The idea of completing their research by recreating ideal-types of homes, constructed from the corpus of dwellings, to better understand the various connections maintained by the absence from home, allowed them to interesect their experiences even more. By avoiding the pitfalls of a monographic approach per inhabitant/home - since each interview/photograph is dispatched within several ideal-types - they give their data an exemplary and universal dimension, able to involve all readers who will necessarily find reflections of their own personal and singular relationship to being absent from home, as well as their own way of living and mobility.

They identified seven ideal-types of “home,” based on the major themes that emerged from the residents’ interviews about how they manage their absence.
First of all, the “home of elsewhere,” filled with memorabilia reminding the inhabitants that they are resting here to go back there, which is the opposite of the “home on-the-go” that gets reinvented as mobility progresses, one that we take with us everywhere but that we can’t truly call “home.” From the luxurious motorhome to the travel bag, this “home on-the-go” reveals a preference for a life on the move, sometimes lived too fast. It’s closely related to the “working home” where the boundary between private life and professional life is blurred. A fluidity that is sometimes welcome, but sometimes alienating. As for the “autonomous home,” it’s like a connected version of the stone house in the tale of the Three Little Pigs: modern, reactive, protective, it secures its inhabitants by acting as a steward or a guardian. Sometimes, however, machines go on strike, make the wrong decisions or fail in their duty, becoming a source of disappointment, anguish or stress - even though they themselves are not sentient beings. The “shelter home” is the one we all want. A place to rest away from the agitation of the world and the frantic pace of our mobile and connected lives. A home for friends and family but also to be alone. A holiday home that we would return to every night. Then, at the opposite end of the spectrum is the “pivotal home,” at everyone’s service so much that it becomes impersonal, but that sometimes manages to become a “manifesto home,” the one that we build with others who share a commitment to giving life to a project.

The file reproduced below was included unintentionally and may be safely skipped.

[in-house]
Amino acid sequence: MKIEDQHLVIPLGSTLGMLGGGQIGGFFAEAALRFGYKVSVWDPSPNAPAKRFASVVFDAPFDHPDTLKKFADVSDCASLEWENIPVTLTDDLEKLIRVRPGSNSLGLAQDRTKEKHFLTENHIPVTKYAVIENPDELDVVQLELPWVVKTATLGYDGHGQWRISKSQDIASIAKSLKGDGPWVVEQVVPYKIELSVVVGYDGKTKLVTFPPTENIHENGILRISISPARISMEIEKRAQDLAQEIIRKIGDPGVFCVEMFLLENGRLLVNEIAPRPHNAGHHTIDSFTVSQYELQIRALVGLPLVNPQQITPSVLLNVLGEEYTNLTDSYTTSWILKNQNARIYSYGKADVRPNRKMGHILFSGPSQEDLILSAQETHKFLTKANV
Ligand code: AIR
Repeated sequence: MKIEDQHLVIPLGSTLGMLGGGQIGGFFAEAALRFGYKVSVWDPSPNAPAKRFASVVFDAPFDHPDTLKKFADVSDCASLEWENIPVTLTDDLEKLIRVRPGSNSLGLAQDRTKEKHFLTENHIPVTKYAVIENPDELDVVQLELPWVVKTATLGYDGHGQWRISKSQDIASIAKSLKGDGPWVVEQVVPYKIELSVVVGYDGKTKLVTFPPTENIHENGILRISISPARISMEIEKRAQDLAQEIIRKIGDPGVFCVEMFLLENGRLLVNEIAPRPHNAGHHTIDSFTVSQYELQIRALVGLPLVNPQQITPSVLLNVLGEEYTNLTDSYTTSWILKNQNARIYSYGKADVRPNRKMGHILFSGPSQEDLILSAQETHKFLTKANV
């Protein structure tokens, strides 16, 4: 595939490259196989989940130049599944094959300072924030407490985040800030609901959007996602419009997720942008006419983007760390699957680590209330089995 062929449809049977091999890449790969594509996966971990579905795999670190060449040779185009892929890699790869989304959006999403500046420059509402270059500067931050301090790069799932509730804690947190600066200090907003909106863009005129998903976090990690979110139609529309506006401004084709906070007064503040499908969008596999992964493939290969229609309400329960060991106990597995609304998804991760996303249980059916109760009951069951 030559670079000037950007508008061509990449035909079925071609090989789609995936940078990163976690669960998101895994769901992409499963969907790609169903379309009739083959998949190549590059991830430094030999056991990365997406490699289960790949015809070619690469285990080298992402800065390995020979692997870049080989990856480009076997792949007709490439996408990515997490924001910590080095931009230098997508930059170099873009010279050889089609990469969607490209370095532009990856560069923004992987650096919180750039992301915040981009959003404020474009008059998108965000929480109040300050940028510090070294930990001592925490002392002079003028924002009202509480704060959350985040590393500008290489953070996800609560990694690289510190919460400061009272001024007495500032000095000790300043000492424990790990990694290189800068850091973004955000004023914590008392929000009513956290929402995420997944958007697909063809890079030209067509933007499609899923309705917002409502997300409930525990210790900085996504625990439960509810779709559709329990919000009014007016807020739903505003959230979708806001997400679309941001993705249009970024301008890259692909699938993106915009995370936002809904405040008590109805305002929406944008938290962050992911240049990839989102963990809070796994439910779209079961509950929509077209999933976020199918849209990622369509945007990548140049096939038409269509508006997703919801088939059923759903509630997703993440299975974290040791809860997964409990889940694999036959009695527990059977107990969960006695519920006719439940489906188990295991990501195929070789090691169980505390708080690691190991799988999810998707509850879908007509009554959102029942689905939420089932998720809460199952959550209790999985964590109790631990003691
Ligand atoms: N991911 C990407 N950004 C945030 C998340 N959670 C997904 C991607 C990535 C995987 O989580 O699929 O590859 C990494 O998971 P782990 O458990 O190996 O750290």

All these living spaces often coexist in each of our “homes,” even though we aren’t aware of transitionning from one identity to another. By decoding our mobile lives in this study, Benjamin Pradel and Hortense Soichet open a door to the representations associated with our ideals for life, torn between here and elsewhere.